(As delivered)Mr. President,
Let me begin by thanking President Chile Eboe-Osuji for his leadership, as well as for the powerful statement he just made on the work of the International Criminal Court (ICC).
Japan is committed to the fight against impunity and attaches great significance to the promotion of the rule of law. Therefore Japan has consistently supported the ICC since its inception. My government’s longstanding policy is to help enable the ICC to function effectively and sustainably with the support of the international community. Besides being the ICC's largest financial contributor, we Japan, is also dedicated to supporting the Court through qualified human resources, including judges.
This year marks the twentieth anniversary of the adoption of the Rome Statute. While the ICC has made steady progress in investigating and prosecuting the most serious crimes of international concern, there is still a long way to go. I would like to stress two points for strengthening the Court.
First, to ensure that the ICC effectively promotes the rule of law around the world, the ICC should enhance its universality. In the long run, the ICC should aim at becoming a truly universal criminal court so that it can gain strong support for its work. It is unfortunate that there are still about a third of the UN Members States that have yet to conclude the Rome Statute. Moreover, some States Parties have either chosen to withdraw from the Statute or considered doing so. Japan acknowledges that there are various concerns surrounding the ICC. The ICC and its States Parties should continue to listen carefully to those concerns expressed and make efforts to enhance the ICC’s universality in order to maximize support and cooperation from a greater number of States.
For its part, Japan has been advocating the value of the ICC, especially in the Asia-Pacific region. Japan hosted this year’s annual session of the Asian-African Legal Consultative Organization (AALCO) earlier this month and organized an outreach event involving non-States Parties from Asia Pacific region, and Africa region as well, with the participation of the President of the Assembly of States Parties (ASP), ICC judges and other ICC officials. We need to continue engaging with non-States Parties and emphasizing the important value of the Rome Statute system in the fight against impunity.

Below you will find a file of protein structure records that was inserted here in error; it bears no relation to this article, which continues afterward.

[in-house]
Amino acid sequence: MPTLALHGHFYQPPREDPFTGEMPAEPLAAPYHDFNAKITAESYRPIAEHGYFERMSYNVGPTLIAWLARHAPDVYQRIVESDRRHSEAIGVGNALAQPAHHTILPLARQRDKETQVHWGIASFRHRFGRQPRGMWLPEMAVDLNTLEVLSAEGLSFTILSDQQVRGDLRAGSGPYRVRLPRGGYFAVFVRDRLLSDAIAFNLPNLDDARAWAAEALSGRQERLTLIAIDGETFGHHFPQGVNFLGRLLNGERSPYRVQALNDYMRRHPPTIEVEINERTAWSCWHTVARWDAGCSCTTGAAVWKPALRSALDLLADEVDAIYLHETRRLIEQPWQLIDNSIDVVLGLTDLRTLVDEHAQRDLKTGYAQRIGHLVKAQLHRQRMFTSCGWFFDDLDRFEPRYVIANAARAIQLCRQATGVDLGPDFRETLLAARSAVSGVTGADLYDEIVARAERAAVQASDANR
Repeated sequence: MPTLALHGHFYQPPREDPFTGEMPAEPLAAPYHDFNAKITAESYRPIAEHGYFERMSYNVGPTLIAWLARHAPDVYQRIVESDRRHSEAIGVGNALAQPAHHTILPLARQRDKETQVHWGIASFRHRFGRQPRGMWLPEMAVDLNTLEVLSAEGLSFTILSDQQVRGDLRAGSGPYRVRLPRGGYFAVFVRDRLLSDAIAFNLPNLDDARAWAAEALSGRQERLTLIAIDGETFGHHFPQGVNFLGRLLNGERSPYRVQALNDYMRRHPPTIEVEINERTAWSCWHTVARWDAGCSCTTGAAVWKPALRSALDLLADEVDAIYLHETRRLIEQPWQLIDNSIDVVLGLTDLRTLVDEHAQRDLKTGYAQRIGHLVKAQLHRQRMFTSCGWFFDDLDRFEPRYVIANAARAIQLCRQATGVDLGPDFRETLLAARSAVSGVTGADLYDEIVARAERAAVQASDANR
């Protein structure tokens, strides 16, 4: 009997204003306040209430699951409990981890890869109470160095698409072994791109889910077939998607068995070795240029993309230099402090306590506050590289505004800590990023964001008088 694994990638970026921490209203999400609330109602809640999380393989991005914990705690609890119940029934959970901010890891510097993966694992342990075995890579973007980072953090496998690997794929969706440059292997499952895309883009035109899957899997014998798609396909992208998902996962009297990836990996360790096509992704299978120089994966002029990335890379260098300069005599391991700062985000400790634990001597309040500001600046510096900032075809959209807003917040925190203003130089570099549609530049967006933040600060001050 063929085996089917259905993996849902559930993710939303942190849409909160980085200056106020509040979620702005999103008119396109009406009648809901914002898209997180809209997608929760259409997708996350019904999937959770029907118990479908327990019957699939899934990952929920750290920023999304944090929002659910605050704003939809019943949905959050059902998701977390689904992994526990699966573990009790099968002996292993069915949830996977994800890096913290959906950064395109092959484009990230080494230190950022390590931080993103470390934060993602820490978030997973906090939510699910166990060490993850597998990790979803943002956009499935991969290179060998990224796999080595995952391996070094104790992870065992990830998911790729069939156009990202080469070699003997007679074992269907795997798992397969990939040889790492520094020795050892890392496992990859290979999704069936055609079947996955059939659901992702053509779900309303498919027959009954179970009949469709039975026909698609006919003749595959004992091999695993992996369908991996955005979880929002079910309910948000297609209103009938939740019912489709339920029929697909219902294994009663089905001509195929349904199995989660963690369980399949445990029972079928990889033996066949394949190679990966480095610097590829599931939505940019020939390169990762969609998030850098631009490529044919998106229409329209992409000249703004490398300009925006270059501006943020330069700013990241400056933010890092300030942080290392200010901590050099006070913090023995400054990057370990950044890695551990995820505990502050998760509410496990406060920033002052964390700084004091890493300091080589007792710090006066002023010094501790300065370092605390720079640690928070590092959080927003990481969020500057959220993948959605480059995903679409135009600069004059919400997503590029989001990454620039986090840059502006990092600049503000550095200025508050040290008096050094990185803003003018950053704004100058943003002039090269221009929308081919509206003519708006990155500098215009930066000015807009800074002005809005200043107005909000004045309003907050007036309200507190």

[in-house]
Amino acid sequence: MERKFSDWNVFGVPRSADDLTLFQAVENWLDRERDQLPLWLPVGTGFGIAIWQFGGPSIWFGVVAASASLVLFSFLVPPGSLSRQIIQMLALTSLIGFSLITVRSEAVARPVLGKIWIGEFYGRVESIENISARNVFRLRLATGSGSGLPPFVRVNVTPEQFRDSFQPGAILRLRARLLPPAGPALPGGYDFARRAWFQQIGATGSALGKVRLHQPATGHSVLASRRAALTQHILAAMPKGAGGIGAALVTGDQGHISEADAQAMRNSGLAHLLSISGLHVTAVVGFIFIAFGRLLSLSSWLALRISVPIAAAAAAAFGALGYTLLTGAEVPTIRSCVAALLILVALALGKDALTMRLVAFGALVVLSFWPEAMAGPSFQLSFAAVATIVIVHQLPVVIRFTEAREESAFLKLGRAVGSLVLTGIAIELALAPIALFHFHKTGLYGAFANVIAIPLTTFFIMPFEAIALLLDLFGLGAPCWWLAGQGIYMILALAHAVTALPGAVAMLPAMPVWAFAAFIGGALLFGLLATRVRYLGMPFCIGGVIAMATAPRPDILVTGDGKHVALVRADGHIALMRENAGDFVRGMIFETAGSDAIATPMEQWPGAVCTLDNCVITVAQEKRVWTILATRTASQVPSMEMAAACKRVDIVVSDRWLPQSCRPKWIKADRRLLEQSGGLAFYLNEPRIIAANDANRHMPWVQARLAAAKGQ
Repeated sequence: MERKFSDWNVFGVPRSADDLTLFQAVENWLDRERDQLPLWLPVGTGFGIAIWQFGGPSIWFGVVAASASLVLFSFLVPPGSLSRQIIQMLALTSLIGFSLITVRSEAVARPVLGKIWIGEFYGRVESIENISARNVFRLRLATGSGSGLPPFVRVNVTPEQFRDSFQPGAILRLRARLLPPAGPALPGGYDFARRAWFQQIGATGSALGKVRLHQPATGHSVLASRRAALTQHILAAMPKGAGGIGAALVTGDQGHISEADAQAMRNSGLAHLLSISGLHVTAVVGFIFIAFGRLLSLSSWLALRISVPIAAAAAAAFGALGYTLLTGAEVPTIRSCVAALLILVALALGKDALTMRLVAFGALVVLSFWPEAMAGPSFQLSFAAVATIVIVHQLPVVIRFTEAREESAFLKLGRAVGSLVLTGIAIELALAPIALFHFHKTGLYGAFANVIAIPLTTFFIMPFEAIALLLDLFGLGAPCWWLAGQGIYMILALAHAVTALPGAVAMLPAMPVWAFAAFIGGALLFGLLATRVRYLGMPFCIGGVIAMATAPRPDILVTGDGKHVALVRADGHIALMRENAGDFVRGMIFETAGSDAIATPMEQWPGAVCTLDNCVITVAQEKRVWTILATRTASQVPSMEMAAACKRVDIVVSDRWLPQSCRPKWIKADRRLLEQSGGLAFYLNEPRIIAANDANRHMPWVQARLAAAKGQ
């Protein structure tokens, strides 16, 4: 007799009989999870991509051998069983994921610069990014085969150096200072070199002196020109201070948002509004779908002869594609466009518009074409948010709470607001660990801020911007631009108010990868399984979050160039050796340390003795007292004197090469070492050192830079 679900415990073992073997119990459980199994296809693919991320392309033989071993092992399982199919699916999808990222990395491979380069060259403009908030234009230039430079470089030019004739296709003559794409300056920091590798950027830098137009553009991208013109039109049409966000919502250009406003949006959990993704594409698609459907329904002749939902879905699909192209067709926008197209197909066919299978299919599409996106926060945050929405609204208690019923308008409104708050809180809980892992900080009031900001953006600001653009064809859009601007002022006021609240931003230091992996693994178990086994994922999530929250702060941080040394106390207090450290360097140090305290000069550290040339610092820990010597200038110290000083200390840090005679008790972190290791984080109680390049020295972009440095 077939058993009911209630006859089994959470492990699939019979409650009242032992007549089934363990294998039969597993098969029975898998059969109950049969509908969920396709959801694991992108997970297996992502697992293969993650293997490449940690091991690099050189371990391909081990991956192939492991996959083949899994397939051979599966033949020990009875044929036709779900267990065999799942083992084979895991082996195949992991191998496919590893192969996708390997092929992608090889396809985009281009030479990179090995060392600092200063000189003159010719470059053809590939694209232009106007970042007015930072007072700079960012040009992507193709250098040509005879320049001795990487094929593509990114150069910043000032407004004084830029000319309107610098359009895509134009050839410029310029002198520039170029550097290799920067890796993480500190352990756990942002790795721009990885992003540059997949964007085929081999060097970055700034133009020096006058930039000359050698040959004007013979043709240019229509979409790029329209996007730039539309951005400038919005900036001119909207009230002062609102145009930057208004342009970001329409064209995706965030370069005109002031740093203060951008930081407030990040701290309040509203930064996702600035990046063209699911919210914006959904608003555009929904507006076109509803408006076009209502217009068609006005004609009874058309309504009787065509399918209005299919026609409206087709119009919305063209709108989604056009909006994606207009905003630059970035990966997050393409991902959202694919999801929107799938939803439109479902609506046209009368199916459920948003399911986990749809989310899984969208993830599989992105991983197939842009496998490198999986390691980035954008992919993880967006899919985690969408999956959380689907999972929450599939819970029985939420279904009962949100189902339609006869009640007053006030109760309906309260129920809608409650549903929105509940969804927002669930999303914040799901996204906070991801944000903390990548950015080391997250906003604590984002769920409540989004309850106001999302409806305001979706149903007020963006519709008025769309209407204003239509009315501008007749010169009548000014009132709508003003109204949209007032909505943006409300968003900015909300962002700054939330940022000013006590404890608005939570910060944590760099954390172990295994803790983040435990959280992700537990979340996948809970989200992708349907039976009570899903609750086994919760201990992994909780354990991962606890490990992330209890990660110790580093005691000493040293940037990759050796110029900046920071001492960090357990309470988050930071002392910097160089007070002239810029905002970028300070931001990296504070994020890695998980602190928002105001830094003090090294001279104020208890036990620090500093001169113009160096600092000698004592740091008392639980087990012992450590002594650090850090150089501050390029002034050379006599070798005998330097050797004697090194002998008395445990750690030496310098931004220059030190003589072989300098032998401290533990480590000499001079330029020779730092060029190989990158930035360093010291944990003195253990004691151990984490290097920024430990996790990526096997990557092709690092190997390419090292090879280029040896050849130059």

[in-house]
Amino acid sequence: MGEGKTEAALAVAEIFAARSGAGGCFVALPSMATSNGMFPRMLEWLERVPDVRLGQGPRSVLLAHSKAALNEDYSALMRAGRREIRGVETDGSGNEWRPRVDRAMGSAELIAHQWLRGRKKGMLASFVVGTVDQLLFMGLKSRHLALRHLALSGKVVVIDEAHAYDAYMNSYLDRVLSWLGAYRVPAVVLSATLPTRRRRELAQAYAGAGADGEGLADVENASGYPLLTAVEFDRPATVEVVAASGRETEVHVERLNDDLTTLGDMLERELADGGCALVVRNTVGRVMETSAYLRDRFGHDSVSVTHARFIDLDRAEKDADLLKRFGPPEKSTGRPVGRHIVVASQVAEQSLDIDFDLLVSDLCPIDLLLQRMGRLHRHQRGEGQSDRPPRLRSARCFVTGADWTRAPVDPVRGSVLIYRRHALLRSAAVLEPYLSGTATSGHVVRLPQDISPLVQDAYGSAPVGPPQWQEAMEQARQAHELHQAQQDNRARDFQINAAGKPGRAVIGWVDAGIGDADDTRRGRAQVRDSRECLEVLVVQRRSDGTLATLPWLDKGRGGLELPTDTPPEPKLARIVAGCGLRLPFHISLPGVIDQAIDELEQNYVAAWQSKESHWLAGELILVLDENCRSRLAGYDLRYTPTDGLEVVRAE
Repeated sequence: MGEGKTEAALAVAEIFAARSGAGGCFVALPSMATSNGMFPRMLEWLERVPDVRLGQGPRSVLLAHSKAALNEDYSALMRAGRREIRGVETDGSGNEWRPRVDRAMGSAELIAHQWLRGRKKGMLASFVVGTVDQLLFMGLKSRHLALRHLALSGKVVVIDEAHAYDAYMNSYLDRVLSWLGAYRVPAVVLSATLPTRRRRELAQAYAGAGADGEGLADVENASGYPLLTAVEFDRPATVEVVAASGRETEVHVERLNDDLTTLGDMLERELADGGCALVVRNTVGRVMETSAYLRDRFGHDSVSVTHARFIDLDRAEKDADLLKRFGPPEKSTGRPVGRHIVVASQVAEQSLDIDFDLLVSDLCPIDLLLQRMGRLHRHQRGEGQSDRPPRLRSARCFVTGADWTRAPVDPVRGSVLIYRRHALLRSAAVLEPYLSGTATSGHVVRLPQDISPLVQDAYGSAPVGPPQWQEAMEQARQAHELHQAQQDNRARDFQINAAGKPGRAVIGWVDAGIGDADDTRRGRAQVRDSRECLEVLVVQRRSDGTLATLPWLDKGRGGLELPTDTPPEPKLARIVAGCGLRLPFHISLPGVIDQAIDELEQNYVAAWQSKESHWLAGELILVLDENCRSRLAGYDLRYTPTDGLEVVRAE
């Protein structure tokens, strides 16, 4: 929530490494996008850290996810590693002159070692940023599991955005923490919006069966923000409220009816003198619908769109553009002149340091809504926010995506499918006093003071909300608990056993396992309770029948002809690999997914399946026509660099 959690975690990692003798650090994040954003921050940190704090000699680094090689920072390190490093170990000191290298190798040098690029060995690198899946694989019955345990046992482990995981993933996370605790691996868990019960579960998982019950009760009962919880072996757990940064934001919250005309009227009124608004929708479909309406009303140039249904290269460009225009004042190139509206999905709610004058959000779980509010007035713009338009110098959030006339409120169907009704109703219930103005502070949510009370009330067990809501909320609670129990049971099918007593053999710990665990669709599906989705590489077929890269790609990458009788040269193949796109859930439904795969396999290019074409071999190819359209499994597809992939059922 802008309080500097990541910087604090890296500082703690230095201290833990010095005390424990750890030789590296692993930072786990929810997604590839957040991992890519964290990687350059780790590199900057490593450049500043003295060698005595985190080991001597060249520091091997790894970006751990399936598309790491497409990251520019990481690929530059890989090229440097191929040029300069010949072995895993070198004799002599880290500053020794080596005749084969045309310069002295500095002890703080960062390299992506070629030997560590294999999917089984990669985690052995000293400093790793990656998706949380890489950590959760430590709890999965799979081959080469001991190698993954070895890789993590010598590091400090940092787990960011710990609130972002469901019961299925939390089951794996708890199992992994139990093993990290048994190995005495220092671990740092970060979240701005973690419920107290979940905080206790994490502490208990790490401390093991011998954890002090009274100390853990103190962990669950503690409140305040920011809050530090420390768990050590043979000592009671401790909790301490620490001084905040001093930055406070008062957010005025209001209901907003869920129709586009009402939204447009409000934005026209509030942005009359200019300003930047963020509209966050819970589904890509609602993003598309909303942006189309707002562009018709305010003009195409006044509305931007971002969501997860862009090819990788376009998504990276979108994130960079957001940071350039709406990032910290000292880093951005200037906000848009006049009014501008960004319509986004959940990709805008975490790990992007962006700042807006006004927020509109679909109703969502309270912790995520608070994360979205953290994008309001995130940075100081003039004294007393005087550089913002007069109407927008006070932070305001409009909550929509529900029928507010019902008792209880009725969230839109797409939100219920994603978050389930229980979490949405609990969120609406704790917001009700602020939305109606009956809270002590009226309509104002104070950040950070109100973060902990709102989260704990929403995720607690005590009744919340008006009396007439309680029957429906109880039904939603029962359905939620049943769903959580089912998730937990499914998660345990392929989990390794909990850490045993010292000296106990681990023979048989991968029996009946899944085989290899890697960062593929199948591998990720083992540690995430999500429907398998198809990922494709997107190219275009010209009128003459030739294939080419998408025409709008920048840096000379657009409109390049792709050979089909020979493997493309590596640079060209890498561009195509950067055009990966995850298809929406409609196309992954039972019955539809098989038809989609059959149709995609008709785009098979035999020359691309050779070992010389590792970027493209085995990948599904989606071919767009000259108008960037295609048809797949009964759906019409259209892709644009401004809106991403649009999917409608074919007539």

Secondly, I would like to stress that the role of the ICC is to complement national criminal jurisdiction. The existence of the Court does not change the importance of national jurisdiction in the prosecution of serious crimes. In that context, capacity building for legal institutions in each State countries carries significant weight not only to facilitate the work of the Court but also to ensure justice and the rule of law. Such capacity building is an important component of Japan’s aid efforts. Japan strongly believes that those efforts will help to close the impunity gap and advance the rule of law in the long run.
In closing, we hope that the ICC will continue to work diligently in the fight against impunity, while consolidating its credibility. Japan will continue to strongly support the ICC’s work.